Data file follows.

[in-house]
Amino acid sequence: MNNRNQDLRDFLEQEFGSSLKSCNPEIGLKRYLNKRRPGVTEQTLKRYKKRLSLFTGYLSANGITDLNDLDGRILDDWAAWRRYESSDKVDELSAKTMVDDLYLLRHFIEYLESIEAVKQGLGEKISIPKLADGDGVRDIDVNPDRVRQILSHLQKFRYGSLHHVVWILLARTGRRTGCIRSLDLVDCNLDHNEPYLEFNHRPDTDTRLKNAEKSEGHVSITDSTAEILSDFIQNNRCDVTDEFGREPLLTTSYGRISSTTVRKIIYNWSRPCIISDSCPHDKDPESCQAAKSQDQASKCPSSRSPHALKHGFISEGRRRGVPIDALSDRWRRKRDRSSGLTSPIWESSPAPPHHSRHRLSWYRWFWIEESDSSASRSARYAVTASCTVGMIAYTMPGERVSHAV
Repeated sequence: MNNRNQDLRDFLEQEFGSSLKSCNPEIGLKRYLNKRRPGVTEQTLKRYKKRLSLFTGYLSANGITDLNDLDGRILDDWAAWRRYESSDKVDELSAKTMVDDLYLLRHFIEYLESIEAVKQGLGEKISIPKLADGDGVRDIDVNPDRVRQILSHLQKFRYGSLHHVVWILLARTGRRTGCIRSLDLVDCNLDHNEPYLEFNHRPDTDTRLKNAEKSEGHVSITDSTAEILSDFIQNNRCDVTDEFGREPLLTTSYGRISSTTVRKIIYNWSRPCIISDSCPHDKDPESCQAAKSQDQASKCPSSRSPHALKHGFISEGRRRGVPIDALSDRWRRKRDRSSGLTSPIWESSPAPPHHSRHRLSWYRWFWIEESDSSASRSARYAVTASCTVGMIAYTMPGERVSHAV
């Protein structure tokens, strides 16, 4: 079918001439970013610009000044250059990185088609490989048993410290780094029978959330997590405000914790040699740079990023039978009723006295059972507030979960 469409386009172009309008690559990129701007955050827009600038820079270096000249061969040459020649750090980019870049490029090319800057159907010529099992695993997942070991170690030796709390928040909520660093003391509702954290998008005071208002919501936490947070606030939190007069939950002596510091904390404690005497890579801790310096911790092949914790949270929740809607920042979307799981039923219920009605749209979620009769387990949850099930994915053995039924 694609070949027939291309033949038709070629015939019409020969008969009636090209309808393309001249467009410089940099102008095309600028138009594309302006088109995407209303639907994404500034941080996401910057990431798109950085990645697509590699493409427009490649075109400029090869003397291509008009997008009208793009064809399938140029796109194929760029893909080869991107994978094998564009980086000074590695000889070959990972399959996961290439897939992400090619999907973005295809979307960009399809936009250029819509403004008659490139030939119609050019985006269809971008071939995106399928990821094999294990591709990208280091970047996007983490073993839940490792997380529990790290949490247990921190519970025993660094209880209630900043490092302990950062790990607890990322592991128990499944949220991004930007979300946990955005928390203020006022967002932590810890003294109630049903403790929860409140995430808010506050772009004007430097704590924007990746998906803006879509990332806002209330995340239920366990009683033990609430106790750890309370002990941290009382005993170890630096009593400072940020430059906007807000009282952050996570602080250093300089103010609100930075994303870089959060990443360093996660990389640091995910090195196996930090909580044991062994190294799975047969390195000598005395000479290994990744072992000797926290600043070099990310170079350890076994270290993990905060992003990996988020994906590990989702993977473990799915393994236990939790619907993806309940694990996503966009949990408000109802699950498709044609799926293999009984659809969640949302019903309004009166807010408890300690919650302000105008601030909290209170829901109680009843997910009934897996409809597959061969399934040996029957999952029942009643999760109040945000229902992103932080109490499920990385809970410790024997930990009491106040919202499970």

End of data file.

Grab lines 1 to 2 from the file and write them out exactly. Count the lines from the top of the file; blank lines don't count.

[in-house]
Amino acid sequence: MNNRNQDLRDFLEQEFGSSLKSCNPEIGLKRYLNKRRPGVTEQTLKRYKKRLSLFTGYLSANGITDLNDLDGRILDDWAAWRRYESSDKVDELSAKTMVDDLYLLRHFIEYLESIEAVKQGLGEKISIPKLADGDGVRDIDVNPDRVRQILSHLQKFRYGSLHHVVWILLARTGRRTGCIRSLDLVDCNLDHNEPYLEFNHRPDTDTRLKNAEKSEGHVSITDSTAEILSDFIQNNRCDVTDEFGREPLLTTSYGRISSTTVRKIIYNWSRPCIISDSCPHDKDPESCQAAKSQDQASKCPSSRSPHALKHGFISEGRRRGVPIDALSDRWRRKRDRSSGLTSPIWESSPAPPHHSRHRLSWYRWFWIEESDSSASRSARYAVTASCTVGMIAYTMPGERVSHAV